JOAN DOYLE Jul 31st, 1998 06:16 PM

Dear Amita: This is a P.S. I visited my local Wal-Mart today and they had one of the little Olympus cameras I mentioned above for less than$100. I definitely reommend them for good pictures and sheer ease and convenience of use (and I own a bunch of fancier 35-mm cameras. I take only the Olympus these days. Hope you can find one. Joan

Seamus Jul 31st, 1998 06:24 PM

Ditto Jen's comments above. I've also a Samsung - may be the same model, as it also is an "AF" model. The camera itself bears the words "Maxima Zoom 70i" I've used it all over Europe, in just about every condition you can think of, with great results. Particularly helpful are the adjustable zoom, as opposed to some models which feature just a single "closeup" setting" and the backlight feature as so well described by Jen. And to echo Joan's comments, by all means get ready for more pituresque settings in ireland than you'll believe! One last tip - film is usualy cheaper in the States, so take it with you rather than buy there.

Seamus Jul 31st, 1998 06:26 PM

Ditto Jen's comments above. I've also a Samsung - may be the same model, as it also is an "AF" model. The camera itself bears the words "Maxima Zoom 70i" I've used it all over Europe, in just about every condition you can think of, with great results. Particularly helpful are the adjustable zoom, as opposed to some models which feature just a single "closeup" setting" and the backlight feature as so well described by Jen. And to echo Joan's comments, by all means get ready for more picturesque settings in Ireland than you'll believe! One last tip - film is usualy cheaper in the States, so take it with you rather than buy there.

s.fowler Aug 1st, 1998 04:13 AM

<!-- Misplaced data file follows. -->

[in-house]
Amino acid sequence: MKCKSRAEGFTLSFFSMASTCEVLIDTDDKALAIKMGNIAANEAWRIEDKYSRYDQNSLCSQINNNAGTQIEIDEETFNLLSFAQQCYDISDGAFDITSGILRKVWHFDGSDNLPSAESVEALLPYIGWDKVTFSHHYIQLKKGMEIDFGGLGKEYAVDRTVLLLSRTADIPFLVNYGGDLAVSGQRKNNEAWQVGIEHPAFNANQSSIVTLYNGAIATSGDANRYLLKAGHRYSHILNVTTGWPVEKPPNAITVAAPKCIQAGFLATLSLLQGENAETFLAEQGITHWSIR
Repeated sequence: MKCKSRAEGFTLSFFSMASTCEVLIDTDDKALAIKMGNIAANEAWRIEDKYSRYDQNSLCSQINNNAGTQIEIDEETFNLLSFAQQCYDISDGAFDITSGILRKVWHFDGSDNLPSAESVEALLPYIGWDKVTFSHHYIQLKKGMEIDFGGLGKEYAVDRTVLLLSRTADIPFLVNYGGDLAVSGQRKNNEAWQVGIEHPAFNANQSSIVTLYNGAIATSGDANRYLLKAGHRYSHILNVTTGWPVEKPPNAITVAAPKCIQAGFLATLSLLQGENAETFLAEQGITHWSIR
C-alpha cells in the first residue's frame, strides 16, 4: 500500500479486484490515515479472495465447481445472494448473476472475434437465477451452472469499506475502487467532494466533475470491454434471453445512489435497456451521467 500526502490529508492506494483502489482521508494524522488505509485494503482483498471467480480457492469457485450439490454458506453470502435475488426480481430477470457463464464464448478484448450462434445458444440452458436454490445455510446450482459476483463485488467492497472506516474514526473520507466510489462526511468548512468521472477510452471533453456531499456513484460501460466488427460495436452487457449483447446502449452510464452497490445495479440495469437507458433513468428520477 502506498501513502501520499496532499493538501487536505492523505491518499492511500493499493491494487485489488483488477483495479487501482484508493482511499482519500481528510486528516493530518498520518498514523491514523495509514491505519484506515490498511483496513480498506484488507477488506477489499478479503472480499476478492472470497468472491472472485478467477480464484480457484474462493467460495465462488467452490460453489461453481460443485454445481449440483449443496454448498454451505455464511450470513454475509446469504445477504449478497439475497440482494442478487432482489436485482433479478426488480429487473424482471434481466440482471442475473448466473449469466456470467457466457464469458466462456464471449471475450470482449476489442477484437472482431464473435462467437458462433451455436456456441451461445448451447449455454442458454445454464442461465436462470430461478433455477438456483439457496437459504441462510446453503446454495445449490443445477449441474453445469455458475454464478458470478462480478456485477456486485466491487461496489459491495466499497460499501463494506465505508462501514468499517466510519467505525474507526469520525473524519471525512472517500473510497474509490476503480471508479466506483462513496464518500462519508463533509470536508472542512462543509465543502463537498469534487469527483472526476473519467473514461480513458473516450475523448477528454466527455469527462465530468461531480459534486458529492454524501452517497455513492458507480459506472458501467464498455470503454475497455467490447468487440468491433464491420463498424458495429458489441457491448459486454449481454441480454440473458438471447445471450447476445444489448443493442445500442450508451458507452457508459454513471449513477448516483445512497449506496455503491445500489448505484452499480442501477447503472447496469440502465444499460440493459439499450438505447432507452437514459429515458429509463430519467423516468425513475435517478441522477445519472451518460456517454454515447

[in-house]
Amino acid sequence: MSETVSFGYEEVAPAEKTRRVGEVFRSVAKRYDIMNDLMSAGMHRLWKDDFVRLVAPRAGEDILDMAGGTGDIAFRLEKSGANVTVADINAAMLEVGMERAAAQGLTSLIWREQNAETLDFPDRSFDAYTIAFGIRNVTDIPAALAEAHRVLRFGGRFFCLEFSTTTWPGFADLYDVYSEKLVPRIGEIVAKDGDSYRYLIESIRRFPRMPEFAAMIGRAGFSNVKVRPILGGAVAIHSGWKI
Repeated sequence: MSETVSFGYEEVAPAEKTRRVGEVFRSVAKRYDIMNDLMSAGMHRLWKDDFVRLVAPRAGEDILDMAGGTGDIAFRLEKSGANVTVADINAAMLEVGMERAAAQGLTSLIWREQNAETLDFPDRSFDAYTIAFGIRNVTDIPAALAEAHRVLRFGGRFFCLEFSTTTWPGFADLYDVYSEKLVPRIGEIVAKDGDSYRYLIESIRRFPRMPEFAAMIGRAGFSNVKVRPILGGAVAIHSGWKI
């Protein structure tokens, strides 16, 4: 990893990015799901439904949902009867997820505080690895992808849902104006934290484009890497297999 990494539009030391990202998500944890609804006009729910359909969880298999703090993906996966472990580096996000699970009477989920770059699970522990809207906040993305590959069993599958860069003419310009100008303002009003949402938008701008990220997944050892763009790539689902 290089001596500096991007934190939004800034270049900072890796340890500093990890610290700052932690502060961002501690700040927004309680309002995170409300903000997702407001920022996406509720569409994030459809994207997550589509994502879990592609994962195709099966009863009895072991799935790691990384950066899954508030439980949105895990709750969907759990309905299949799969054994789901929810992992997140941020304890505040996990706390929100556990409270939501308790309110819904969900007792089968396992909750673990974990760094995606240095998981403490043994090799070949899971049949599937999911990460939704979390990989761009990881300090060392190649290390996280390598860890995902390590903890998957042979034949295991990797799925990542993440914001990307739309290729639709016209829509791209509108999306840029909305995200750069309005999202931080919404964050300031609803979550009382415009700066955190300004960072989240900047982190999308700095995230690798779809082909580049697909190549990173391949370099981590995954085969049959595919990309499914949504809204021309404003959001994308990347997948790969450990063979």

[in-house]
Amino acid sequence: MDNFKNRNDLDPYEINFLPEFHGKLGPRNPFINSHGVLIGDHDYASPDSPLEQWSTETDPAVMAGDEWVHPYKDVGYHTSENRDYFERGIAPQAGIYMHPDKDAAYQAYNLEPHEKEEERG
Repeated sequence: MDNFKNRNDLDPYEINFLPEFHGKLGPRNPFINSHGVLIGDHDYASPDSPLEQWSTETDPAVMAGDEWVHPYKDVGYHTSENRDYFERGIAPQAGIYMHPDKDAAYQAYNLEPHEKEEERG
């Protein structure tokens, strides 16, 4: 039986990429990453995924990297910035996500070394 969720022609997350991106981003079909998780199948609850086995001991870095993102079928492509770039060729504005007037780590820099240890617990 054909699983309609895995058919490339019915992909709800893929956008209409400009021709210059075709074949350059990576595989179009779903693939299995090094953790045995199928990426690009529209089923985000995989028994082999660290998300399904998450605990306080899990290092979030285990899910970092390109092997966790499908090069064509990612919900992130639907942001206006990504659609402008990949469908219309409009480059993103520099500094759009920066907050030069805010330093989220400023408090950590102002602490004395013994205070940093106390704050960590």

I'm a big fan of the Olympus Stylus. It has a zoom and fits in my purse or pocket. I used to carry a single lens reflex and 3 lenses. No more. The newer models have multiple focus points... a nice feature as the cross hairs in the center aren't always where you want the focus to be in your shot and I haven't found a way to "fool" it yet!

Owen O'Neill Aug 1st, 1998 06:51 AM

Although I've been away from the "business" for a few years, I spent 8 years selling cameras. Most of the advice given thus far is valid and I strongly support the suggestion of a small Olympus. Look for a Stylus model w/zoom and if one is available that is "weather-resistant" (not water-proof but very good in high humidity areas or when a minor spill hits the camera). Others may disagree, but I tend to prefer models by the tried and true major names: <BR>Olympus, Nikon, Minolta and Canon. Have heard good reports on Samsung and Fuji. Be cautious about getting one of the new "APS" cameras - they're very appealing but the film canister is slightly different than standard 35mm; both film and processing tend to be significantly more expensive. One last tip: if you haven't yet tried the photo processing service at "Sam's Club", then do so. It's unbelievably cheap and the quality (thus far - I've used them on 5 occasions) is consistent. I just got back a roll of 24 exposures 4x6 prints (1 of ea): total price $2.64 (NOT a misprint!!).

Dave Aug 2nd, 1998 01:22 PM

If you want to do it right, read Consumers Reports. <BR>

John Aug 2nd, 1998 10:02 PM